I thought long and hard before I retweeted the photo. It shows a lifeless toddler, lying face down on a popular Turkish beach, one of eleven Syrians who have almost certainly died as they tried to reach safety in Europe by boarding a smugglers boat. Instead they ended up as the latest victims of Europes paltry response in the face of a growing crisis.
What struck me the most were his little sneakers, certainly lovingly put on by his parents that morning as they dressed him for their dangerous journey. One of my favourite moments of the morning is dressing my kids and helping them put on their shoes. They always seem to manage to put something on backwards, to our mutual amusement. Staring at the image, I couldnt help imagine that it was one of my own sons lying there drowned on the beach.
I am currently in Hungary, documenting the journeys of Syrian refugees, the very journey that today took another young life. Its easy to blame the parents for exposing their son to such deadly danger, but only if you forget the barrel bombs and Islamic State (also known as ISIS) beheadings that they are fleeing. All morning yesterday at the Serbian-Hungarian border, I saw Syrian parents determinedly walking with their children trying to remove them from the horrors of the slaughter in Syria, which have been allowed to continue for four years, and to the promise of security in Europe. Those parents are heroes; I admire their sheer determination to bring their children to a better life.
Humanity Washed Ashore
The picture, taken on Wednesday morning, depicted the dark-haired toddler, wearing a bright-red T-shirt and shorts, washed up on a beach, lying face down in the surf not far from Turkeys fashionable resort town of Bodrum.
Turkish media identified the boy as three-year-old Aylan Kurdi and reported that his five-year-old brother had also met a similar death. Both had hailed from the town of Kobani, the site of fierce fighting between ISIS and Kurdish forces earlier this year.
Sadly, all along the journey, they are faced with hurdles and hostility. Some smugglers are so organized they even give receipts for their criminal business, but they care little for the lives of those they transport and make fortunes from. Their brutality may be expected, but what is inexcusable is the indifference and obstacles placed in their path by Europes leaders.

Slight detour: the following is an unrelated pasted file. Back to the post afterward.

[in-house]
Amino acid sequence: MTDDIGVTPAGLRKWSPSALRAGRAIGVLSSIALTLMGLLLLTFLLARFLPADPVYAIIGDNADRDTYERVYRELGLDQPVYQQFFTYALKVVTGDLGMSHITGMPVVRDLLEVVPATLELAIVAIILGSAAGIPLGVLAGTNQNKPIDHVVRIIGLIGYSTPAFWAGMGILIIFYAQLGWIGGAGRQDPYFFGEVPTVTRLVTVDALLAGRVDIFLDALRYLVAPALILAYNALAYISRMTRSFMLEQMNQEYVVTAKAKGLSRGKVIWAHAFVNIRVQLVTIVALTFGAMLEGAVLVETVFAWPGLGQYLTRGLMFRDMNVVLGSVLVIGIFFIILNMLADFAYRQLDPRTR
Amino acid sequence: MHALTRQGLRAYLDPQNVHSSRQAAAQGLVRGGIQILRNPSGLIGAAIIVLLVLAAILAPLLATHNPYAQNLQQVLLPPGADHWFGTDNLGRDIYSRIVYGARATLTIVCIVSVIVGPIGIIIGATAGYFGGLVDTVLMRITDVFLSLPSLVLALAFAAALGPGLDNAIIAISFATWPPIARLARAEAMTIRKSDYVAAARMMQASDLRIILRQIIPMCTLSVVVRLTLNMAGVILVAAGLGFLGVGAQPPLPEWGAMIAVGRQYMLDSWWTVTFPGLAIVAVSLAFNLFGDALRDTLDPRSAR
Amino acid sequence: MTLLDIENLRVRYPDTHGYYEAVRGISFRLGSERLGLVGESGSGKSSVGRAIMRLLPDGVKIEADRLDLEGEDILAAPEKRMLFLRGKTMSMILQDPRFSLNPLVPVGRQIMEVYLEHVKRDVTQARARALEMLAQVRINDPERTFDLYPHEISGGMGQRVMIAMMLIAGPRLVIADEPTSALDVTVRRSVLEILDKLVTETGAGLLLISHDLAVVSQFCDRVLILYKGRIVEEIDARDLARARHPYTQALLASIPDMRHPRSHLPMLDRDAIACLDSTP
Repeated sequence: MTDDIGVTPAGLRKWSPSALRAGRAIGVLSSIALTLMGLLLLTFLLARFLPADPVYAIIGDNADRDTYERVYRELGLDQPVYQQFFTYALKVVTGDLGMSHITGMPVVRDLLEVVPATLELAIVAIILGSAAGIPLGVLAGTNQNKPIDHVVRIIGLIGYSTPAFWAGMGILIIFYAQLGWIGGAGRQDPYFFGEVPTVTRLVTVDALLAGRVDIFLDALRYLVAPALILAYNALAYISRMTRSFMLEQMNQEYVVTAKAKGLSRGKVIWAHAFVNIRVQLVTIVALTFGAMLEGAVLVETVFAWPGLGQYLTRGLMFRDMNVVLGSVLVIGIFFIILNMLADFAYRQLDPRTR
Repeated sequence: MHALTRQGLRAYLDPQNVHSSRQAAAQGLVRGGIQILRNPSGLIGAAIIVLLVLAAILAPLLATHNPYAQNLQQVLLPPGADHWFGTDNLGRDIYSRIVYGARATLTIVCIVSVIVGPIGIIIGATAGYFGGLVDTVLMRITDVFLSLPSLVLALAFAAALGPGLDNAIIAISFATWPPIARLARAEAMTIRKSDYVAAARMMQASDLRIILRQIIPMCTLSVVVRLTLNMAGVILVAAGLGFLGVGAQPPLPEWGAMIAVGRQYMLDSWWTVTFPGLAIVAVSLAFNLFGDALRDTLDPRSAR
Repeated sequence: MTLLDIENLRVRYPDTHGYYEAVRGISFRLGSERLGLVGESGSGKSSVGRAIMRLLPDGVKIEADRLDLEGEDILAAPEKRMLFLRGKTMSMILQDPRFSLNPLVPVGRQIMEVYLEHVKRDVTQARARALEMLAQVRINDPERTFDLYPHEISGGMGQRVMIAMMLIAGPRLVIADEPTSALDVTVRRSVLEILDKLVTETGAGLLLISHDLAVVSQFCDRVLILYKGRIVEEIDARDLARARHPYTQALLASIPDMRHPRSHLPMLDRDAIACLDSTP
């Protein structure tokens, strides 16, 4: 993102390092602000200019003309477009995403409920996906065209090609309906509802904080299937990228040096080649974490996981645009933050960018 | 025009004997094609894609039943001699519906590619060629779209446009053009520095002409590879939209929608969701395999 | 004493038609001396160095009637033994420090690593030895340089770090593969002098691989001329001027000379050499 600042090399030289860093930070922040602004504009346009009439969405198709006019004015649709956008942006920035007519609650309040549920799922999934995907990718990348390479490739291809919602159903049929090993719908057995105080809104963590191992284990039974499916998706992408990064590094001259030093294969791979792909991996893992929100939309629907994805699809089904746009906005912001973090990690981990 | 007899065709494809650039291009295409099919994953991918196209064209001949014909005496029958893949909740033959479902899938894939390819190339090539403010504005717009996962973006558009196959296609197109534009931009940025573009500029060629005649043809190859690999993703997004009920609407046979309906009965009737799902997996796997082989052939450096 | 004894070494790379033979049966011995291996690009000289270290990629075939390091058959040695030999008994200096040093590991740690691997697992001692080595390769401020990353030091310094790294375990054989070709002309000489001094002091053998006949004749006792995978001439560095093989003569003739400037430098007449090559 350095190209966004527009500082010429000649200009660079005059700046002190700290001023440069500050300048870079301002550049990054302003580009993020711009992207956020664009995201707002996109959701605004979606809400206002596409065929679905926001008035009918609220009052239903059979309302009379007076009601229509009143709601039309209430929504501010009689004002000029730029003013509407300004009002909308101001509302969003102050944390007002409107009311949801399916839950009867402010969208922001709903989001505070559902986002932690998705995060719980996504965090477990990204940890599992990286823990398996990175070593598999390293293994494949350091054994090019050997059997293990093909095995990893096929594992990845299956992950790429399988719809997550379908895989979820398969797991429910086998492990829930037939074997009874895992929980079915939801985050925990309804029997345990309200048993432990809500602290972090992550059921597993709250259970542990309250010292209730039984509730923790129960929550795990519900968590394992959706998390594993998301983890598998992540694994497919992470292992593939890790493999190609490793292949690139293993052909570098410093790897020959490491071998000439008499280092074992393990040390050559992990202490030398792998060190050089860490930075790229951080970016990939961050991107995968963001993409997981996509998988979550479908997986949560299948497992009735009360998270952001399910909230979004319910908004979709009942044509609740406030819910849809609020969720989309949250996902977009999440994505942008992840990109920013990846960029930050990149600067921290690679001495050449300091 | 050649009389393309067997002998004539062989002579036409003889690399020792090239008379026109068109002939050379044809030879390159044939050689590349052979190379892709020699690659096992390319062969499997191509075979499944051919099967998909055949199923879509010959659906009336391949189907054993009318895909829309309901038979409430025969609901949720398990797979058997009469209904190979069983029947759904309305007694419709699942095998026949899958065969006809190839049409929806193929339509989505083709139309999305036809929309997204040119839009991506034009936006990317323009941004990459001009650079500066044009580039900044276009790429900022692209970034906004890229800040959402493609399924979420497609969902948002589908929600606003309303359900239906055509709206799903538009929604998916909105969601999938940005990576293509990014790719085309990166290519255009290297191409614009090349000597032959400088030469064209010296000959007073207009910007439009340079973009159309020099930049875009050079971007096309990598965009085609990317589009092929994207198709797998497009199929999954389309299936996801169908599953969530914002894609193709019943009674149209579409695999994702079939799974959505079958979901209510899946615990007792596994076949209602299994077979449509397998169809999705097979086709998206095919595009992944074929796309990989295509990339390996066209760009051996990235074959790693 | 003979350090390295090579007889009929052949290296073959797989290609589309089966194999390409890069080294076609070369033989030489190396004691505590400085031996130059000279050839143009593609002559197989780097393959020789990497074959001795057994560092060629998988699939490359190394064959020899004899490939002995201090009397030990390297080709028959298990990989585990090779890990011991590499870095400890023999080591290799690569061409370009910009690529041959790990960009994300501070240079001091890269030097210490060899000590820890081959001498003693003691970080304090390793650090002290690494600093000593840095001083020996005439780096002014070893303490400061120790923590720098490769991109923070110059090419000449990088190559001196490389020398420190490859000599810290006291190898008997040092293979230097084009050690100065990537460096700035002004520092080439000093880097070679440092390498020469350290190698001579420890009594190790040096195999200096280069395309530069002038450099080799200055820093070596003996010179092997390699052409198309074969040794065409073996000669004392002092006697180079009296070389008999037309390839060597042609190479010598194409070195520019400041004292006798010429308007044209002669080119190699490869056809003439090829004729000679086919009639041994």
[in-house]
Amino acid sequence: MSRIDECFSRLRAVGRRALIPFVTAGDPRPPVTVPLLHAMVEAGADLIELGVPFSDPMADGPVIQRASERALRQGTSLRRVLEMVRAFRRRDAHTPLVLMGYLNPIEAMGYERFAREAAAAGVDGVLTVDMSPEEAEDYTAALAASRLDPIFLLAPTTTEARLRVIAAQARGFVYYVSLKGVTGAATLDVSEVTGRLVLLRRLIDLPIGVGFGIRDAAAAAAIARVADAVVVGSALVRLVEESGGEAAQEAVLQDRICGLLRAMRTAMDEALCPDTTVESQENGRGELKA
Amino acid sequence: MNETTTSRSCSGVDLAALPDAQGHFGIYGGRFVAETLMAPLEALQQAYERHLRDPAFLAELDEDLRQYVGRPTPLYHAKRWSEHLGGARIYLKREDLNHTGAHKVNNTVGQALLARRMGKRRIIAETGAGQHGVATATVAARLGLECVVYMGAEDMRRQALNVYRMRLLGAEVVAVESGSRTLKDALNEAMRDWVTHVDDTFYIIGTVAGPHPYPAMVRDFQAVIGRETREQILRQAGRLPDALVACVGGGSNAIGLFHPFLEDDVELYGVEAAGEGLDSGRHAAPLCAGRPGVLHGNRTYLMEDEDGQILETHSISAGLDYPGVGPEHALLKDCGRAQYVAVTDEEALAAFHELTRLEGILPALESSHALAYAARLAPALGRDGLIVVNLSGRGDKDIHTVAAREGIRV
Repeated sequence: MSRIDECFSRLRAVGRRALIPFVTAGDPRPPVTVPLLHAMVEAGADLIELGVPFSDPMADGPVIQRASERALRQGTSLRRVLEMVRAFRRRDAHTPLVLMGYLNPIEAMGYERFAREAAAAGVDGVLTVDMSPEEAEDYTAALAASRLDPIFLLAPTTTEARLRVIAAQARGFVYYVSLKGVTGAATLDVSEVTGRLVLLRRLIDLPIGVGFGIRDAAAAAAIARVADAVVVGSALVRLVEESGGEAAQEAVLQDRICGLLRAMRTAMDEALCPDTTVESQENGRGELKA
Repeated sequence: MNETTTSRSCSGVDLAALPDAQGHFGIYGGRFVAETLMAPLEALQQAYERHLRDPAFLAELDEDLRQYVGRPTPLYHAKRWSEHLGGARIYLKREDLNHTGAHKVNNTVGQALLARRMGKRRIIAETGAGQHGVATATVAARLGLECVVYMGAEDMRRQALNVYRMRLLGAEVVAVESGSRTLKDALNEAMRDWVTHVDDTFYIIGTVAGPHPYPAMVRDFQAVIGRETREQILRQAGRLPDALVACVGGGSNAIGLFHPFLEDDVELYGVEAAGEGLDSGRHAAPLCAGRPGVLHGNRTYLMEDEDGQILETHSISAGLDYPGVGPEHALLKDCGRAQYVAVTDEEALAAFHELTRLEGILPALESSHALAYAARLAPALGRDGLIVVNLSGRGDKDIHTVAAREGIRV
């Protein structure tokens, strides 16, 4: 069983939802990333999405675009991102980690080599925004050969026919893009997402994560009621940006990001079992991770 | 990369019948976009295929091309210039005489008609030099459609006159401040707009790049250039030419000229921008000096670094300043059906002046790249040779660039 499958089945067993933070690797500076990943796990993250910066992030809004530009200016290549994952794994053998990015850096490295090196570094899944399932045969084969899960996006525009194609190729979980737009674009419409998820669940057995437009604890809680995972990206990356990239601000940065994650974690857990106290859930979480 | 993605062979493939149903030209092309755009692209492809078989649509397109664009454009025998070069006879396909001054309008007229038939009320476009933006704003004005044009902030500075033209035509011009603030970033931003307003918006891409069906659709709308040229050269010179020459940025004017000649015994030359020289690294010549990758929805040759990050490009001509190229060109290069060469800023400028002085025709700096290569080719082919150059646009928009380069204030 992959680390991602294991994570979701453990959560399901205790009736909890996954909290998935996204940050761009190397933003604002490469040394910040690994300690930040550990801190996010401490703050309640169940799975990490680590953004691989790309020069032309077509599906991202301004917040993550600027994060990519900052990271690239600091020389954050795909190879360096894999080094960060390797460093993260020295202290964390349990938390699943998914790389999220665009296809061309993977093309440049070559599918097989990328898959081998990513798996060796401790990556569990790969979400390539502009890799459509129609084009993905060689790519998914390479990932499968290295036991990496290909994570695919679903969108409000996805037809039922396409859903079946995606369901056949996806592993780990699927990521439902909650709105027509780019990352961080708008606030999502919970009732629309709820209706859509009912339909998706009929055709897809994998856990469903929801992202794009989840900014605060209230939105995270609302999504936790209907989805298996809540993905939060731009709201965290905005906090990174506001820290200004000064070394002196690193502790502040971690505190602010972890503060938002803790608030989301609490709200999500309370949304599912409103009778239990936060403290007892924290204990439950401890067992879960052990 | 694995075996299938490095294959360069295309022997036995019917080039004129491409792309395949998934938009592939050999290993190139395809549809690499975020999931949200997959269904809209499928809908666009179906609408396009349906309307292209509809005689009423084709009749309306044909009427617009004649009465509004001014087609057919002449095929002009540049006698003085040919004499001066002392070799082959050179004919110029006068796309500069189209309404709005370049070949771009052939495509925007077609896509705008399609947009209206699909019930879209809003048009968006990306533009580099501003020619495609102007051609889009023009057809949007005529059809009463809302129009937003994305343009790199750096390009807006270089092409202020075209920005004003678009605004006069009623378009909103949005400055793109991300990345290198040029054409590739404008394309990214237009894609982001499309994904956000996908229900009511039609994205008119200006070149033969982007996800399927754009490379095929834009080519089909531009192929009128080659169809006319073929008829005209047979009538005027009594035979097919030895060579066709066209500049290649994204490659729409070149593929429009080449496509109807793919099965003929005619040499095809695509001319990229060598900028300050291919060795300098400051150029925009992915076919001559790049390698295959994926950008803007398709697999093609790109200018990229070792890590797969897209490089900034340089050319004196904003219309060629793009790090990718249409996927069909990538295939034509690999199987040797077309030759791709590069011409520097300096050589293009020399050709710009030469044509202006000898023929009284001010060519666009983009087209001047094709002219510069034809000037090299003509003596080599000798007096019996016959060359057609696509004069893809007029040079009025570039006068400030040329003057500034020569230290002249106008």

Almost every Syrian I have interviewed has had a close brush with death on their journey, often involving sinking boats. Now, in Hungary, they find their path blocked again, with thousands made to sleep in the streets without any help from the Hungarian authorities.
My notebooks are full of tragedy. Ali Pintar, a Syrian Kurd, fled with his three children after ISIS tried to take control of his hometown of Qamishli by sending suicide car bombs into the town. He has his train tickets to Munich, but police are preventing him from even entering the train station, so he has been sleeping rough for the last three nights with his children. He is utterly dejected, telling me of the humiliation he has faced: It would have been better to stay in Syria. There, you only die once when there is an explosion or something. Here, I feel like I die a thousand deaths each day.
Some say the picture is too offensive to share online or print in our newspapers. But what I find offensive is that drowned children are washing up on our shorelines, when more could have been done to prevent their deaths.
It was not an easy decision to share a brutal image of a drowned child. But I care about these children as much as my own. Maybe if Europes leaders did too, they would try to stem this ghastly spectacle.
This article originally appeared on the Human Rights Watch website. Peter Bouckaert is HRWs emergencies director and an expert in humanitarian crises, and is responsible for coordinating the organisations response to major wars and other human rights crises.
Be Part of Quality Journalism
Quality journalism takes a lot of time, money and hard work to produce and despite all the hardships we still do it. Our reporters and editors are working overtime in Kashmir and beyond to cover what you care about, break big stories, and expose injustices that can change lives. Today more people are reading Kashmir Observer than ever, but only a handful are paying while advertising revenues are falling fast.